“Everyone hates Mondays. It’s the low point of the week. When the alarm clock goes off on Monday morning and it’s still dark outside, and you know you have to haul yourself out of bed and begin all over again.”
I’ve seen a couple of made-for-television films based on Nicci French books–Without You and Secret Smile to be specific. I’ve intended to read one of the novels for some time, and I was lucky enough to get a review copy of Blue Monday, a book I wanted to read after seeing reviews on Caroline’s blog and also on Reading Matters. Blue Monday is, according to the authors, Nicci Gerrard and Sean French, a husband and wife team–the first in a series of eight, so sign me up for the long haul; I’m hooked.
The novel begins very strongly with the disappearance of a five-year-old child. It’s 1987, a Monday and two little girls, sisters Joanna and Rosa walk home from school together, but when Rosa loses sight of her sister for just an instance, Joanna disappears. The novel charts the case with gripping intensity and poignant moments: the initial intense investigation, the suspects, the guilt, the grief, and then finally the acceptance that this child has vanished. Joanna’s father, the main suspect at one point, is a wreck of man who compares Joanna’s disappearance and the subsequent fallout to the unravelling of piece of knitting:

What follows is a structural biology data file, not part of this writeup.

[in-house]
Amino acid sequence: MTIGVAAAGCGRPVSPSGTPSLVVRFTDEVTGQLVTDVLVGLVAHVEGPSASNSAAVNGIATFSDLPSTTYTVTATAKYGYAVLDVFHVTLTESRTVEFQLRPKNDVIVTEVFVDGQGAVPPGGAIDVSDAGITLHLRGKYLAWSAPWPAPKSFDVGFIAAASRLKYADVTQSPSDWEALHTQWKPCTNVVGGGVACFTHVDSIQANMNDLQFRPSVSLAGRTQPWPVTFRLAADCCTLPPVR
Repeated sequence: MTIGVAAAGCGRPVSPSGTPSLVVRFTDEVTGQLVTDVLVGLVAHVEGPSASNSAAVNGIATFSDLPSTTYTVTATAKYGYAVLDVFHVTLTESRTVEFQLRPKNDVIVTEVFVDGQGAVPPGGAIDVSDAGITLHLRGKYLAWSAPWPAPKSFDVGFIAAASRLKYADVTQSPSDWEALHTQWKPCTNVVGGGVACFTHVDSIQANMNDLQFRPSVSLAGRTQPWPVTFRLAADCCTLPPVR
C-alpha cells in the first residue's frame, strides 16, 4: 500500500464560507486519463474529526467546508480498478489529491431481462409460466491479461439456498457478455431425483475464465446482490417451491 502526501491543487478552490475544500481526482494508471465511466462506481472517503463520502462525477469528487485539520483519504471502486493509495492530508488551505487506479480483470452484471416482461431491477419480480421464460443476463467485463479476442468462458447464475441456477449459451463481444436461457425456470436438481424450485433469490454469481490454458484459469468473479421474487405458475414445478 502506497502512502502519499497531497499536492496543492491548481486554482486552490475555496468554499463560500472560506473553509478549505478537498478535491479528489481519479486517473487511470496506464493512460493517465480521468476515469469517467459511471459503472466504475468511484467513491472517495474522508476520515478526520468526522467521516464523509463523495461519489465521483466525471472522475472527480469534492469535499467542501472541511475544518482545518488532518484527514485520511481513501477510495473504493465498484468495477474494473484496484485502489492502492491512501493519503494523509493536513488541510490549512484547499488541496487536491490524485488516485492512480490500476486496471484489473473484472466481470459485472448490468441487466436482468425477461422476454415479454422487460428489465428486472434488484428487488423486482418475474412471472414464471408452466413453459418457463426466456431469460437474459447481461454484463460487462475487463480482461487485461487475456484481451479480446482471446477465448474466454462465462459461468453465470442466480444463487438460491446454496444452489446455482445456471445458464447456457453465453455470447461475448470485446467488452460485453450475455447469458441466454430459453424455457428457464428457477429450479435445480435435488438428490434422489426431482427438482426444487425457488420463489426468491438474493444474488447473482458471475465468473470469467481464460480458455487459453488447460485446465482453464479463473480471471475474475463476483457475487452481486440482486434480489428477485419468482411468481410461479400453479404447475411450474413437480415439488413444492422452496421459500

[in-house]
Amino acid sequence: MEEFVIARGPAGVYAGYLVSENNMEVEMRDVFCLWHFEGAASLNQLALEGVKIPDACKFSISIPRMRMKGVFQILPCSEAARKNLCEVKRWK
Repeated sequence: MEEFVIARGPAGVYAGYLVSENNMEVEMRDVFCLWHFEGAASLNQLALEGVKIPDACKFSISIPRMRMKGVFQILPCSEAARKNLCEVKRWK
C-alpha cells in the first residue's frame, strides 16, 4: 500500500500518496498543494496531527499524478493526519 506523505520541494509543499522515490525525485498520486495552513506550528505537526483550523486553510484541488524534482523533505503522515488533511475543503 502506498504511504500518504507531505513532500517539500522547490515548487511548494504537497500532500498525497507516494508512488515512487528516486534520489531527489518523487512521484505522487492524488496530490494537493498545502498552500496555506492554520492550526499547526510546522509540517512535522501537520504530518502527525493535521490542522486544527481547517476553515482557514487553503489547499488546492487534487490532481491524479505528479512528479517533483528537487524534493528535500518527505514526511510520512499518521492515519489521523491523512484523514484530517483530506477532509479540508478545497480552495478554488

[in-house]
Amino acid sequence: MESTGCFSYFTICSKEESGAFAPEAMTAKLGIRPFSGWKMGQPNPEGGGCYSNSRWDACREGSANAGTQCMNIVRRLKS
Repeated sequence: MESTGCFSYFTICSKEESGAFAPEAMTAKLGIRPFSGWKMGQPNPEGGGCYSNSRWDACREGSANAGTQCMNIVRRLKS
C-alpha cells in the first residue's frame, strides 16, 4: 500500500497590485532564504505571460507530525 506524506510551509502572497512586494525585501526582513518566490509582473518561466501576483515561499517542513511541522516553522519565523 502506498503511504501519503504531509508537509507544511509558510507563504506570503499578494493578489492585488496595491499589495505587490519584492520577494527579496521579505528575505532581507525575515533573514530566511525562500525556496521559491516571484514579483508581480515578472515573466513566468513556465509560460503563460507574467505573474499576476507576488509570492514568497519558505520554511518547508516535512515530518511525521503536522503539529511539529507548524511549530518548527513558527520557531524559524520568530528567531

“Everything simply comes undone and in just a few moments nothing’s left to show anything was ever there.”
Fast forward twenty-two years; it’s another Monday and psychotherapist Frieda Klein is introduced into the story. She runs a small practice in London, lives alone, and is given to solitary walks at night–a habit that suits her insomnia and allows her to think through her many problems–both personal and professional. Her latest patient is Alan Dekker, a married man in his 40s. Lately Alan doesn’t feel quite well and suffers from nameless anxieties, panic attacks and the feeling that “a storm’s coming.” He admits to a “sense of being in the wrong life,” and wonders if he’s having some sort of mid-life crisis. Plagued by nightmares and strange visions, he consents to therapy and through circumstance, ends up sitting in front of Frieda. Although Alan is tightly wound and an introvert, he admits to longing for a child, a little red-haired boy, and then Frieda realises that Alan’s description uncannily matches the description of a missing five-year-old boy. Frieda faces a moral dilemma–should she tell the police or are her client’s fantasies harmless and coincidental? This moral dilemma leads Frieda to step outside of the patient-therapist boundaries and into the investigations of two missing children.